The big question is whether Boonen simply plays in our 2nd XI alongside Bilal Erdogan, or if I try to move him on. If I get a good enough offer, Boonen will be out the door. He’s 27 and on 71k per week. That’s practically sacrilege when you think about my approach to building a squad.
Erdogan is a perfectly good player, but his wage demands are excessive in relation to his current ability. I gave in, to avoid losing him. But I am carrying a grudge, for the moment…I’ll forgive him if he meets his potential.
We do not have any players in the U18s or U21s to backfill for Boonen. But, I could see Abdullah Mesinovic transitioning from the attacking midfield/pressing forward role, to a mezzala. Mesinovic is a nearly ideal “central winger,” and should be able to play that role in our 2nd XI to great effect.
In the youth ranks, we also have Emiel Brackez — the most heralded young prospect at the club when we arrived 3 years ago, who simply did not impress me. I still don’t see it, even as he’s developed.
Attacking Midfielders / Pressing Forwards.
Up top, our starting duo will be Meris Pavicevic and Leander Mestdagh. They’re utterly brilliant. Pavicevic was a big signing 3 years ago, with all kinds of promise. Mestdagh was the jewel of our 2050 youth academy intake, who pushed his way into the 1st XI in the 2051/52 campaign, as: (1) the club’s leading goalscorer; (2) the Jupiler Pro League’s leading goalscorer; and (3) joint-top goalscorer in the Champions League.
I had Mesinovic in the 1st XI to start the campaign last year, but he simply wasn’t the goalscoring or creative threat up top that I was hoping for (and that he should be). If he doesn’t transition to a mezzala role, he’ll stay in the 2nd XI, paired up top with Gergo Pentek — a brilliant young Hungarian international who has a bright future.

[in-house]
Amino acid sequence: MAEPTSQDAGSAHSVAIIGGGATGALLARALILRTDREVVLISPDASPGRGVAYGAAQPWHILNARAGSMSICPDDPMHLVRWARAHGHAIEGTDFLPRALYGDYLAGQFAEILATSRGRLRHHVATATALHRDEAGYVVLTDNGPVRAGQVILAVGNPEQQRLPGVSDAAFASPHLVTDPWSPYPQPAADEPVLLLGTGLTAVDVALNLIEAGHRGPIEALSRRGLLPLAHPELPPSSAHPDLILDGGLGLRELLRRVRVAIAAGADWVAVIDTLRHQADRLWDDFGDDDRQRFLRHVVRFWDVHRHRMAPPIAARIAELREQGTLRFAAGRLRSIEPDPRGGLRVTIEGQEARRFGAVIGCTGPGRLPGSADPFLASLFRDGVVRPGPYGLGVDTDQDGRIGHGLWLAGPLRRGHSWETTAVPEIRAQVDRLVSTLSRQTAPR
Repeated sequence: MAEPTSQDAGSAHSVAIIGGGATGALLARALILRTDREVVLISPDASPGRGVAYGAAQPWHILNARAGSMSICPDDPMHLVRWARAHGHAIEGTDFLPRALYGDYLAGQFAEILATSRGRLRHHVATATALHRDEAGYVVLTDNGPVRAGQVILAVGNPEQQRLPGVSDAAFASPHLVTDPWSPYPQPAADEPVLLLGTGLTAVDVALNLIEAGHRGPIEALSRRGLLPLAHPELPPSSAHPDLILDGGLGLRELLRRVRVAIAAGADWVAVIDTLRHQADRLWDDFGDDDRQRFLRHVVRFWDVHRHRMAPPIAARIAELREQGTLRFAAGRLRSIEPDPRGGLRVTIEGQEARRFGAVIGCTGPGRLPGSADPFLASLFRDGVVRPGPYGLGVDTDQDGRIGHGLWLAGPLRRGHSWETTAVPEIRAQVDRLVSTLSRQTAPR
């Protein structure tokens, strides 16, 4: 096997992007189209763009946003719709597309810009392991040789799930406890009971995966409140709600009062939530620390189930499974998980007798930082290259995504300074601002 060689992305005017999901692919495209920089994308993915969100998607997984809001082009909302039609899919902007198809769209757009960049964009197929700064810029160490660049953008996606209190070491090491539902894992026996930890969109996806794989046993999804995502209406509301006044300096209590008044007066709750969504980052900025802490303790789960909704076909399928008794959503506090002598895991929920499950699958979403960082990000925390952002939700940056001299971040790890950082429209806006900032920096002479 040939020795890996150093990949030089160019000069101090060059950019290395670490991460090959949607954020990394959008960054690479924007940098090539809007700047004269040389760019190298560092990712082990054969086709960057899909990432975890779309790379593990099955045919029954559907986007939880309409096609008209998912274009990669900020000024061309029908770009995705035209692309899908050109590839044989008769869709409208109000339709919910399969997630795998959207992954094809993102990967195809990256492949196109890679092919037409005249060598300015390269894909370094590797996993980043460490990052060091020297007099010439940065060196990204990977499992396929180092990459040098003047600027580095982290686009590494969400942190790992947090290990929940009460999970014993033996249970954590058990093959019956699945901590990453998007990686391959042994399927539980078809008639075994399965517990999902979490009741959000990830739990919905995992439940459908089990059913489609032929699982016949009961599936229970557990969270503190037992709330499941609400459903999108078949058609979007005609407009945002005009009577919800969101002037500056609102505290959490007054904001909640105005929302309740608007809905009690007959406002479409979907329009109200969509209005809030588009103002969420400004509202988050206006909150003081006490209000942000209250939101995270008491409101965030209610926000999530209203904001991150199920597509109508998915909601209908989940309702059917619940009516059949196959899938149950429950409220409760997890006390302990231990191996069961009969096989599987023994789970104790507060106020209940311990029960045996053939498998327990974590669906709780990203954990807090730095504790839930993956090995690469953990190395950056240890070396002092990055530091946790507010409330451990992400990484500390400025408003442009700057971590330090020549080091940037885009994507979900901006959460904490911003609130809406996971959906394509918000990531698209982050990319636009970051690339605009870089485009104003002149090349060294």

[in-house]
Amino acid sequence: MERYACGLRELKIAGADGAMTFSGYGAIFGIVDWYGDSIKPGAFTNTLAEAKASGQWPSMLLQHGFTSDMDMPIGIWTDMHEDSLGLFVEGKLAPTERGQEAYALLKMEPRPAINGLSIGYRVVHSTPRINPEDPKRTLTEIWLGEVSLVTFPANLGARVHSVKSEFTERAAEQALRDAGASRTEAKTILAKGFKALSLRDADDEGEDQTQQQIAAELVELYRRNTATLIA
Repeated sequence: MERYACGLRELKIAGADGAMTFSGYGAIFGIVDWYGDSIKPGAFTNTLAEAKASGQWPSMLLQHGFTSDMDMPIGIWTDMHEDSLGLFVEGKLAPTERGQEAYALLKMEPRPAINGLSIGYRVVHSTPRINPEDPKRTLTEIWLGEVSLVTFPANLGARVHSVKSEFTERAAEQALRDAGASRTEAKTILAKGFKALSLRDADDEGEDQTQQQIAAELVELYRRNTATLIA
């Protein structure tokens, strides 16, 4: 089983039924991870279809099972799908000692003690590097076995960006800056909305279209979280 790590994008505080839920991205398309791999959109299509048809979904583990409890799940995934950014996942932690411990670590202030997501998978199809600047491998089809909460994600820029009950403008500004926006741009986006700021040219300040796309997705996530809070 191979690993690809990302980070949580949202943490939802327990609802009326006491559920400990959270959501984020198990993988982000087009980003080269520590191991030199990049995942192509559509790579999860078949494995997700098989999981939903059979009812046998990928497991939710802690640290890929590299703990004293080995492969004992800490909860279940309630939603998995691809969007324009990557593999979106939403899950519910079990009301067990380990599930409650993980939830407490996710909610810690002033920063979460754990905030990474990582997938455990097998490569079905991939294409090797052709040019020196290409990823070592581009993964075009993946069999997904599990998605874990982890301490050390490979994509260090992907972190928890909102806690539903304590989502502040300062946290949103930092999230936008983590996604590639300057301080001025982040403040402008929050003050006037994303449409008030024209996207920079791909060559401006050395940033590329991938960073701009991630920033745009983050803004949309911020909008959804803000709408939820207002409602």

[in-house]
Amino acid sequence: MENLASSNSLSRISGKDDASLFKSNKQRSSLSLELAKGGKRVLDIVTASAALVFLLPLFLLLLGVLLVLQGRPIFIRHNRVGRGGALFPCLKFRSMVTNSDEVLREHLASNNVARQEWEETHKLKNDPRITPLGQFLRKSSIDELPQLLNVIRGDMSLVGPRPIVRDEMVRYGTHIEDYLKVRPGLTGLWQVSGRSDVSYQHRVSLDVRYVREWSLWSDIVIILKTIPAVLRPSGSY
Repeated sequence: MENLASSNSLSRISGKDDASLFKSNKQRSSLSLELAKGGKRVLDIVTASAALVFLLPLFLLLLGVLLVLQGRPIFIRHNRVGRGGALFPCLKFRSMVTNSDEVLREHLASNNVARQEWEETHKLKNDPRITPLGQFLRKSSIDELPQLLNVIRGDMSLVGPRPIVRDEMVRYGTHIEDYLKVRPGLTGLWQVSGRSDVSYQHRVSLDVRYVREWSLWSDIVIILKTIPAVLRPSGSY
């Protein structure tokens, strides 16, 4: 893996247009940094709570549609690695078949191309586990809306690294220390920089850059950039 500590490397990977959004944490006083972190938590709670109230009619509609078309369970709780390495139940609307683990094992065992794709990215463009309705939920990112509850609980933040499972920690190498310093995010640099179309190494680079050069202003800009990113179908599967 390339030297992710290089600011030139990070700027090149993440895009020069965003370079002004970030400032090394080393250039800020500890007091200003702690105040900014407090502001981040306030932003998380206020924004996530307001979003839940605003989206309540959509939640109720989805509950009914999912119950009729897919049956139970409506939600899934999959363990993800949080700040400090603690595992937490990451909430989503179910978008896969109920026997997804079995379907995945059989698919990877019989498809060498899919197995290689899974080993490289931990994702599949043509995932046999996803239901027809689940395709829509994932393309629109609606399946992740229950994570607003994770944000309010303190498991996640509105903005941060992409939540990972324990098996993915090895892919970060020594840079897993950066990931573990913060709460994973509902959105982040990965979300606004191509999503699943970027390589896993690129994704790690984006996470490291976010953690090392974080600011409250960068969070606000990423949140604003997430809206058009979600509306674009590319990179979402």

The reason I’m willing to let Boonen move on, and shift Mesinovic into the midfield? Two words. Albert. Grille. This Spanish youth international was the highlight of our 2051 youth academy intake. While he may not have the potential to challenge the likes of Pavicevic and Mestdagh for a spot in the 1st XI, I think he could be a solid squad player for years to come, if he can develop a bit further. If Grille doesn’t join the first team squad this year, I play to send him out on loan for experience.
In all fairness, Dries Vermuelen is another solid player who could have a role to play in the first team squad, although my intention is to send him out on loan for another year.
If we can keep this squad together, we’re not far from being able to compete for the Champions League title.
My gut says that a return to the quarterfinals would be a good result, this year. But for 2053/54 and beyond, we need to be aiming higher. With another year of development and experience under our belts, we will (should?) be a threat.
Euro 2052 Review.
A relatively boring Euros, as hosts France claim the title after a 4-1 curb-stomping of Fernando Llorente’s Spain in the final.
Belgium and Croatia were the notable underperformers in an otherwise bland tournament.
As the campaign begins in earnest, we are able to celebrate a big milestone — the completion of the expansion of the Gert, to a 68,690 all-seater, to make it the biggest stadium in the county.
A home befitting a club of our ambitions.
One of the hallmarks of our first three campaigns in Brugge was dropping points early. This year? No, sir.
We’re ****-hot out of the gates, smashing goals and setting a Jupiler Pro League attendance record in the first match at the Gert. Ruthless. Efficient. Just what we need.
We’re going to need to maintain this form, though, as we’ve drawn a challenging Champions League Group — Samuel Yepie-Yepie’s Schalke, Ivan Perisic’s Lyon, and Chrislain Matisma’s Betis.
At the close of the transfer window, both Tanghe and Lefevre left the club as expected. Although I’m definitely judging Fiorentina for signing Lefevre…since we left, they’ve finished 6th, 6th and 7th. His signing is not a mark of ambition, in any sense.
When it rains, it pours.
We are electric. We are the storm. We are the ones we’ve been waiting for.
That is, if you ignore that one night at the Benito Villamarin… That 1-nil loss to the Spaniards, sandwiched between a 4-nil thumping of Lyon and a 5-nil rout of Schalke, stands out as an aberration. And it was. An utter and complete misfire.
These matches are but moments in time, sliced into 90 minute increments, give or take.
But they demonstrate that we are no easy meat. No more.
I catch the Board in the afterglow of our evisceration of ze Germans, and we promptly reach an agreement to expand the Gert again, to reach a capacity of 74,000.
After all, what good is hunting for glory, if you can’t savor the meat?
Forgive me, that sounded much more bad-ass in my head…